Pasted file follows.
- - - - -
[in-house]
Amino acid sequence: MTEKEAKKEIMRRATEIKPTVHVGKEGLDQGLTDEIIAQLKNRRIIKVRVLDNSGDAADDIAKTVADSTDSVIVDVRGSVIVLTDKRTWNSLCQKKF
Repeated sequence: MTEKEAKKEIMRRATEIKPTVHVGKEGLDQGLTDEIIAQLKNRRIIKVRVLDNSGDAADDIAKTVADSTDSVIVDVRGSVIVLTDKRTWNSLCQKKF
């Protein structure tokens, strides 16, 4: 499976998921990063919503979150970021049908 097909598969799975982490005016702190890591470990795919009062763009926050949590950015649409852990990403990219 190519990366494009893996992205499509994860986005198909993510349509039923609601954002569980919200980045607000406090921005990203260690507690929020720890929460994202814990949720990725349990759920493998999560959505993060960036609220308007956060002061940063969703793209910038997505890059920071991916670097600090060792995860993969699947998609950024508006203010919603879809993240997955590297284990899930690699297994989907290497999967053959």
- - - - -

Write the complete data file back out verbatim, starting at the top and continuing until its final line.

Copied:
[in-house]
Amino acid sequence: MTEKEAKKEIMRRATEIKPTVHVGKEGLDQGLTDEIIAQLKNRRIIKVRVLDNSGDAADDIAKTVADSTDSVIVDVRGSVIVLTDKRTWNSLCQKKF
Repeated sequence: MTEKEAKKEIMRRATEIKPTVHVGKEGLDQGLTDEIIAQLKNRRIIKVRVLDNSGDAADDIAKTVADSTDSVIVDVRGSVIVLTDKRTWNSLCQKKF
């Protein structure tokens, strides 16, 4: 499976998921990063919503979150970021049908 097909598969799975982490005016702190890591470990795919009062763009926050949590950015649409852990990403990219 190519990366494009893996992205499509994860986005198909993510349509039923609601954002569980919200980045607000406090921005990203260690507690929020720890929460994202814990949720990725349990759920493998999560959505993060960036609220308007956060002061940063969703793209910038997505890059920071991916670097600090060792995860993969699947998609950024508006203010919603879809993240997955590297284990899930690699297994989907290497999967053959």